- Observe a machine closely from several angles while it operates.
- Identify the elements of machines combined in different gadgets.
- Show how the moving parts in machines relate to and affect each other.
- Create a clear diagram of how a machine works.

- paper
- pencils with erasers
- printed copies of the Inventor's Toolbox pages for reference.
- a selection of small machines with visible working parts (the more you have, the better): egg beater, cork screw, car jack, can opener, garlic press, tongs, monkey wrench, hand drill, Vise-Grips, the mechanism from a music box, wind up toy, pencil sharpener, stapler.

- Have students prepare to work in small groups (2-5).
- Provide each group with one machine to examine in detail. Suggest that students take turns operating the machine while the others watch to see how each part moves.
- Challenge each group with the following questions to encourage thought and discussion.
Invite them to investigate their own questions as well.
- What is the function of this machine?
- How many moving parts does it have?
- How are the moving parts connected to each other?
- What does each moving part do in the machine?
- Which parts are elements of machines?

- Place the machine at rest so that everyone in the group can see it and distribute paper, pencils and erasers.
- Students should begin sketching diagrams of their machines. They should draw the machine from their own point of view first. Later they can trade places and draw it from different points of view to show all working parts.
- When the diagrams are completed, students should add arrows and written notes to indicate directions of motion for each part, label the elements of machines involved, and explain connections.
- Have students display and explain their diagrams to other groups.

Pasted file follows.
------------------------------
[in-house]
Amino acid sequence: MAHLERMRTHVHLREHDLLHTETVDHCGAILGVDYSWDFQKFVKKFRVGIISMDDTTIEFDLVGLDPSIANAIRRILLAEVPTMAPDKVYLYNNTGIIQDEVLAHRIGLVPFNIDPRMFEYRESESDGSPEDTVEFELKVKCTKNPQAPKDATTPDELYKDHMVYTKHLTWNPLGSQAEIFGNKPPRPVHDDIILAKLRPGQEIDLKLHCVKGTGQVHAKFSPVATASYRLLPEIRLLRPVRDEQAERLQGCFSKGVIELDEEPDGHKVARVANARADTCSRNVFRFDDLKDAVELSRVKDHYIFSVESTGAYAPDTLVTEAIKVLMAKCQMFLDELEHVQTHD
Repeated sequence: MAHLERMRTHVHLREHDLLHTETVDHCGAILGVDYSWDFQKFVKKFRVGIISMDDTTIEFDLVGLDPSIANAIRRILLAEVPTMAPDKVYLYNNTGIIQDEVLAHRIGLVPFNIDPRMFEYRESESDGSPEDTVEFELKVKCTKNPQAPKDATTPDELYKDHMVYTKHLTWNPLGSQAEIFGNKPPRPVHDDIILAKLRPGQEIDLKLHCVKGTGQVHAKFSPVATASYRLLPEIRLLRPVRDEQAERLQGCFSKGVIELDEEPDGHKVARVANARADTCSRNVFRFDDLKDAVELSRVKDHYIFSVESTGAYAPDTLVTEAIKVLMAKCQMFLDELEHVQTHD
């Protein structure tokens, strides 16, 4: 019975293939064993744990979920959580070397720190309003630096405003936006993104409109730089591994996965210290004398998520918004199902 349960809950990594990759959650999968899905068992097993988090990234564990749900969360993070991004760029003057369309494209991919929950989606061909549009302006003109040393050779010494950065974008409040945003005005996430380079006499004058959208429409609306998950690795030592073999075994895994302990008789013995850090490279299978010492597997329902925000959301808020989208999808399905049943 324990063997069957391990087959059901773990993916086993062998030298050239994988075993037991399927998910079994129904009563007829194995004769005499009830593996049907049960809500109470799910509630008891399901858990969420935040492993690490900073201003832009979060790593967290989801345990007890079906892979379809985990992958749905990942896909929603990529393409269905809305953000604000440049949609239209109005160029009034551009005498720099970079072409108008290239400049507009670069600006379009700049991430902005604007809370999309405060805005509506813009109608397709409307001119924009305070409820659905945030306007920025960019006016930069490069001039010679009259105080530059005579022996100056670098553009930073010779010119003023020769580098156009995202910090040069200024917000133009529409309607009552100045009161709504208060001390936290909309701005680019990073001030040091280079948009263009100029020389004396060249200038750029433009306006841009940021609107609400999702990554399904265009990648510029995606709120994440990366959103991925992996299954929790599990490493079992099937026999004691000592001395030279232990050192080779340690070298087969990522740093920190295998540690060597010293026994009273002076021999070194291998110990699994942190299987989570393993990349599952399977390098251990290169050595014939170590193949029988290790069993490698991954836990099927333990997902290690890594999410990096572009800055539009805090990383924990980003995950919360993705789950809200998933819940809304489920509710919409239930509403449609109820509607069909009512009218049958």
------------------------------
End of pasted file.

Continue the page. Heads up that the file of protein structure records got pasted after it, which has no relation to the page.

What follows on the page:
- If time permits, give each group a new machine to investigate and sketch.

- Encourage students to draw systematically, starting at one point and drawing each
part and connection in order.

- Emphasize that in this kind of drawing it is not important that their drawing look exactly like the machine; instead it should show how the machine works. For example, getting the exact proportions for the parts is less important than showing how they connect to each other.

- Encourage students to experiment with sketching enlarged views and cut-away views to show parts that are very small or obscured by other parts. Leonardo often left out the casing and structure surrounding machines in his illustrations so he could show the workings more clearly.

- Many of the published Leonardo resources in the Bibliography contain examples of his work that students will understand better after they have tried this activity. They may want to see how other artists have created diagrams of machines. David Macaulay's book The Way Things Work contains many wonderful and whimsical examples.

Ask students to get their parents involved in helping them locate examples of machine diagrams from home. The instructions provided by manufacturers with bicycles, kitchen appliances, tools, and lawn mowers often contain explanatory diagrams to help you understand these machines. Auto repair manuals also contain dozens of these diagrams. Many construction sets such as Lego® and K'NEX® also have similar kinds of diagrams to help you build particular toy designs.

When you have several diagrams from different sources, ask the students to compare them and discuss them using the following questions as starting points:

- What are some similarities and differences between different diagrams?
- Which diagrams do they think are the easiest to understand and the hardest to understand?
- What techniques have the illustrators of the better diagrams used to make their work clearer?
- What techniques can the students apply from these examples to make their own machine
diagrams more understandable?

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